Riding Alabama's Tide of White Supremacy
If you wou’d not be forgotten
As soon as you are dead and rotten,
Either write things worth reading,
or do things worth the writing.
~ Ben Franklin
“What honor is greater for a son than to share the story of a father who mattered?” asked Denver lawyer James Joullian Gonzales at the beginning of his father’s eulogy.
Not long after his father Gunny died, Gonzales published his father’s biography titled, “Gunny – Memoirs of Mobile’s South Side, Riding Alabama’s Tide of White Supremacy.” Though Gonzales began working on the book 30 years earlier, Gunny had made his son promise not to publish the biography until Gunny “was six feet under.”
For decades, Gonzales brainstormed themes, interviewed aging relatives and scrutinized dusty newspaper articles and photographs. Making multiple trips home to Mobile, he investigated family secrets and uncomfortable truths. He wrote whenever he could, including weekends and vacations.
In these stolen moments, Gonzales left the legal world to pursue the history of his home and his father’s legacy. Gonzales began to know his father’s stories as well as his father. Together, they could revisit 1948 and exchange details over a beer and black roux gumbo (which Gonzales highly recommends).
Although one would assume that Gonzales felt tremendous relief and satisfaction on the publication of his book, he actually described some measure of anxiety on its release. The book’s publication meant that his writing would be put to the test. His Southern storytelling would have to pass muster with the widows and families of those he wrote about in great detail.
Gonzales faced the challenge of how to distance himself, and how to take a clinical approach to the “characters” — relatives with whom he shared a lifetime of personal history. He did not want to embellish individuals or events. Instead, he sought to represent the way it was, to tell the story of his father – an unlikely leader, hero and controversial figure. He also wanted to accurately share the rich texture of Mobile’s people and culture during the early-to-mid 1900s.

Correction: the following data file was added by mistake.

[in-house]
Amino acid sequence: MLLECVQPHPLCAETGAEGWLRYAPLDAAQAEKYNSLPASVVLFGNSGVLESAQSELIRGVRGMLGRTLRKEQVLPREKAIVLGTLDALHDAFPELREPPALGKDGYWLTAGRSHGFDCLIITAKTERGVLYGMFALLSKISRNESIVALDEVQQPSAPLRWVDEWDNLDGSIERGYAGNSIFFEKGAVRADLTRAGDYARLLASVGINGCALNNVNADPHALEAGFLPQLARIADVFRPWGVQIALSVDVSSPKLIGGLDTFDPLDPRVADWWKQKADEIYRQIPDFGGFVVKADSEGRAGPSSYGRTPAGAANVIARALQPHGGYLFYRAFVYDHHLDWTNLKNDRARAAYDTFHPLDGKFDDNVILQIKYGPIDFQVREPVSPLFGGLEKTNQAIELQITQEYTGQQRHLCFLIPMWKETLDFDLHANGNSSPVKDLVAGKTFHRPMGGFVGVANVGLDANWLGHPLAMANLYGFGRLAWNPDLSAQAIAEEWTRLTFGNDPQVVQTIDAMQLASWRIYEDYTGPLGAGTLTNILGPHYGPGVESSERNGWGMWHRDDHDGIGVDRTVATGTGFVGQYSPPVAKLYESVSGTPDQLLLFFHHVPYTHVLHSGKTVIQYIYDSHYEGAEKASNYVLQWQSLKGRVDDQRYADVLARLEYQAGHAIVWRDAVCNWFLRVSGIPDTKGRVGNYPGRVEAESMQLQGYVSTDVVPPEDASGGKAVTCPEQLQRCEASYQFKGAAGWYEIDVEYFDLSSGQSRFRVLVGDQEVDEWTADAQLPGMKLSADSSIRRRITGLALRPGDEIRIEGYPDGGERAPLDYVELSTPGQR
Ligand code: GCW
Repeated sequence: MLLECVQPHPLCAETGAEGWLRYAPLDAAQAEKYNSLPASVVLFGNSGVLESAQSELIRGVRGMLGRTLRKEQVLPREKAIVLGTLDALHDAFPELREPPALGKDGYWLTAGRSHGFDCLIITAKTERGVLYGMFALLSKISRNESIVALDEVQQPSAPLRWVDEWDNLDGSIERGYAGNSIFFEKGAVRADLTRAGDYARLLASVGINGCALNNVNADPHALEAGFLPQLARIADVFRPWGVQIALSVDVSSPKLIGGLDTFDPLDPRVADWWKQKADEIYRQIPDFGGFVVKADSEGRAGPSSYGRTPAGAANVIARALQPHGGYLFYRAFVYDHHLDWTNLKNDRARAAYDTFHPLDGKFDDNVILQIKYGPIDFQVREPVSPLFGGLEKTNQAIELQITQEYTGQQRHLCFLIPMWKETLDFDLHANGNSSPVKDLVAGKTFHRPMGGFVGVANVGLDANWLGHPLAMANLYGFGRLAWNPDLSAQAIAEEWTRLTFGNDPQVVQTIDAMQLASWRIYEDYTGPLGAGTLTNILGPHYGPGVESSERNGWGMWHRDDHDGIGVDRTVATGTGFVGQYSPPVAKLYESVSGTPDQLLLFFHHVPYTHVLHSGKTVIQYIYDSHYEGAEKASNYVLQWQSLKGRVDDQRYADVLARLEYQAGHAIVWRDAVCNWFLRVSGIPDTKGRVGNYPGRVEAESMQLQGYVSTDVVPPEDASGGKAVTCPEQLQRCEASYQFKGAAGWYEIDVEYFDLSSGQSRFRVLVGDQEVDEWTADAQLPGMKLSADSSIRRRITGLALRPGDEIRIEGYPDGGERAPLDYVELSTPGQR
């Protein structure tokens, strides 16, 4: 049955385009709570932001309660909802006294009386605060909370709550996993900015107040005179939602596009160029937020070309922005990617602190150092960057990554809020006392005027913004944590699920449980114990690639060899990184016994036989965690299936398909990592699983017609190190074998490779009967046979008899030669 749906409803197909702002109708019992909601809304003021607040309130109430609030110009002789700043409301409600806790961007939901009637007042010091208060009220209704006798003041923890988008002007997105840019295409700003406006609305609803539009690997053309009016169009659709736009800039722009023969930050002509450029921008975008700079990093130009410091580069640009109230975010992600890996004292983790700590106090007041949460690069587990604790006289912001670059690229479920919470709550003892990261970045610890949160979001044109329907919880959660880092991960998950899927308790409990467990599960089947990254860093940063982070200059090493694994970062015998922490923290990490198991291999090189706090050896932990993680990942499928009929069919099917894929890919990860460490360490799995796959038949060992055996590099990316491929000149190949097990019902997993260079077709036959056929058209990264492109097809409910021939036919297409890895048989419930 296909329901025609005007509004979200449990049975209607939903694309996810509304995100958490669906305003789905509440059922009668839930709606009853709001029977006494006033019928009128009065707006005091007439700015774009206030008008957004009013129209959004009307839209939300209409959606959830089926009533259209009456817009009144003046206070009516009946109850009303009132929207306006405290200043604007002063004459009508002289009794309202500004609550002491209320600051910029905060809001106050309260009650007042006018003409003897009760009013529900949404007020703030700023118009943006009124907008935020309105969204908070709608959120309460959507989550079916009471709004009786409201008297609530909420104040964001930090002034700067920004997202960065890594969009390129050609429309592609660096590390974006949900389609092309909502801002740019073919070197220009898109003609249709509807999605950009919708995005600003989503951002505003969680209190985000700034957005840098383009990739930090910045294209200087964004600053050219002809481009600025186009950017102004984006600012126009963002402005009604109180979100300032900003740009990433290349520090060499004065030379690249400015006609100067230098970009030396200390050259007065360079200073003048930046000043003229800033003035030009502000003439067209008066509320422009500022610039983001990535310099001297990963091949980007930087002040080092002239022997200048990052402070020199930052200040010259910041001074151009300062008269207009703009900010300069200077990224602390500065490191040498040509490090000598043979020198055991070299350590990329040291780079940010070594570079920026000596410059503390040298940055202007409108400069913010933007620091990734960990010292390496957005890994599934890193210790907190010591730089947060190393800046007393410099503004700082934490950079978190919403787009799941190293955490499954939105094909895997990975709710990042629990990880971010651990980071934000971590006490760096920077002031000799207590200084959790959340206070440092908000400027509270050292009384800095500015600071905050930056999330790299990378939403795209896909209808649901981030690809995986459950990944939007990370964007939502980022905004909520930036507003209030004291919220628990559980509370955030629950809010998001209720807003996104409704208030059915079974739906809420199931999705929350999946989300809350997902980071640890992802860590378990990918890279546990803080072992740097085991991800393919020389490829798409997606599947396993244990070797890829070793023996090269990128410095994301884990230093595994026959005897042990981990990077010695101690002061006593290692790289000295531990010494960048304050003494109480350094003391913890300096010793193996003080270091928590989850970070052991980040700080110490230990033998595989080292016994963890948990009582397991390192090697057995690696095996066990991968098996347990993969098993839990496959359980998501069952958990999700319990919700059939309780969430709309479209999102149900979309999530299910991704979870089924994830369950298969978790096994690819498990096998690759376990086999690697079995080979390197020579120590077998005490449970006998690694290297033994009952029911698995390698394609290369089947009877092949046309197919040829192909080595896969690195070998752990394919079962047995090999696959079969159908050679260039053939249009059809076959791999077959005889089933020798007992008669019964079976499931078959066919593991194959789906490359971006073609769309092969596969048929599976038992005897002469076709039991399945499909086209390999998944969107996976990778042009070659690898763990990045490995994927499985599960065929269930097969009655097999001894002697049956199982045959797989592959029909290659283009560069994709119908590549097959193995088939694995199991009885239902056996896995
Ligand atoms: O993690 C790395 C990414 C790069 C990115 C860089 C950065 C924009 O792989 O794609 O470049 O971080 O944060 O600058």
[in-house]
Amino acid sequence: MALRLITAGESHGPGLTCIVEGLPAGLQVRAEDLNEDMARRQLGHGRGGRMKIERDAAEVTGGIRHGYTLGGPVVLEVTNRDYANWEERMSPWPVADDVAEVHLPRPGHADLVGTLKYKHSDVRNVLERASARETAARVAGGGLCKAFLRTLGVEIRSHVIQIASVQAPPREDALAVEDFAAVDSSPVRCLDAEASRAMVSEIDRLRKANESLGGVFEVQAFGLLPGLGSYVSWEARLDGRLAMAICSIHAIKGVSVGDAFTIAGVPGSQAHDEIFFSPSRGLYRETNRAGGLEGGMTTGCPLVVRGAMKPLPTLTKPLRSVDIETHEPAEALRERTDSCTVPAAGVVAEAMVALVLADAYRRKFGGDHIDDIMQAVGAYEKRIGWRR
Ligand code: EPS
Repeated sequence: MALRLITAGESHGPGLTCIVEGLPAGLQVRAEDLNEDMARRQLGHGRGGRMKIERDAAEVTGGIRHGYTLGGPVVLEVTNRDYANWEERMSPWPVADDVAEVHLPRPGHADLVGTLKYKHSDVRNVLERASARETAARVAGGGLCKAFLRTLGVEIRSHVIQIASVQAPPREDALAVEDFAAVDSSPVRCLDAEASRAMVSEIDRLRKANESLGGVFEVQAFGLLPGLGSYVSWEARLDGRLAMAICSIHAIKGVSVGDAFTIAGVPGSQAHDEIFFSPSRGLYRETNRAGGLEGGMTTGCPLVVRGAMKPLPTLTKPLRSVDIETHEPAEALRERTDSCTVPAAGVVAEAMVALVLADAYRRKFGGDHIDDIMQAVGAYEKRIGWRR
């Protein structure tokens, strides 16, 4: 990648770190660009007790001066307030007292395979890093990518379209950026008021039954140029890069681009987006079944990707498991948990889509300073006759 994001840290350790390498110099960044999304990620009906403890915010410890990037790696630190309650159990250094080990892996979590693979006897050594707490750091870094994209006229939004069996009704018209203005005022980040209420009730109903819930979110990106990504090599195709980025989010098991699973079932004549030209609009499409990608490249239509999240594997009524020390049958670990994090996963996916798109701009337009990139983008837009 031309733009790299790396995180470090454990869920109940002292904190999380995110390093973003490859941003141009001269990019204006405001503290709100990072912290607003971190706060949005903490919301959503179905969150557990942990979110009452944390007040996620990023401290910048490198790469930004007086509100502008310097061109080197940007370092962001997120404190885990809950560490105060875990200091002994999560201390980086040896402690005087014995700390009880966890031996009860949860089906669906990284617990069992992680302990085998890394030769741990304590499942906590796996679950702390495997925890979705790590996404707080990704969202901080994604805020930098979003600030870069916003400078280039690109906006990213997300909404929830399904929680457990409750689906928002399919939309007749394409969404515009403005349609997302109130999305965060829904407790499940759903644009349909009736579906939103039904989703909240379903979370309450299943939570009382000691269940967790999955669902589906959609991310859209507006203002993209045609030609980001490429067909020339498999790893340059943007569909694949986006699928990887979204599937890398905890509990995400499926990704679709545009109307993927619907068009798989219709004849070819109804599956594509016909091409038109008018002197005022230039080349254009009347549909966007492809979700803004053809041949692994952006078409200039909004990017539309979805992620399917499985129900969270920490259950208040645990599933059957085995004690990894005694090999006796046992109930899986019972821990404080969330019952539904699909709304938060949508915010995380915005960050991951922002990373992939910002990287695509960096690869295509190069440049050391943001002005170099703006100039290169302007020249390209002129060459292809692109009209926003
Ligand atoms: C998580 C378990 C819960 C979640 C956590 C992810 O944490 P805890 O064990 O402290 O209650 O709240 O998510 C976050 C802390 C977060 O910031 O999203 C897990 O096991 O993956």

For Gonzales, satisfaction came when a widow of one of the characters told him that she kept reading the book over and over again — half the time crying, half the time laughing. Gonzales had captured a place and time with eerie precision, enabling this woman to return to her younger days.
When asked why he wrote “Gunny,” Gonzales replied, “Because it’s a great story.” The heart of the story tells of Gunny’s struggle against a local oligarchy committed to white supremacy and restricting voting rights. At the climax of the struggle, Gunny battled Alabama’s Attorney General in federal court.
Unlike the majority of politicians today, Gunny was stubbornly honest. In fact, he might have had too much integrity for his own good. Long before Madonna urged young people to “Rock the Vote” on MTV, and before the Voting Rights Act of 1965, Gunny rocked the vote for disenfranchised veterans, laborers and poor people of all races in post-WW II Mobile, much to the dismay and chagrin of the gentile white supremacists in power.
However, “Gunny” is not limited to tales of one man’s rebel politics. Gonzales traces the story back to before Gunny was born, beginning with sketches of Gunny’s parents and grandparents. The wealth of details offers readers a historic context of Gunny’s upbringing, including the people who shaped him and the obstacles and joys of growing up as a have-not on the “South Side.”
The biography offers an expansive narrative of an exceptional and very likeable man, in addition to a thorough introduction to Southern culture and politics during the first half of the 1900s.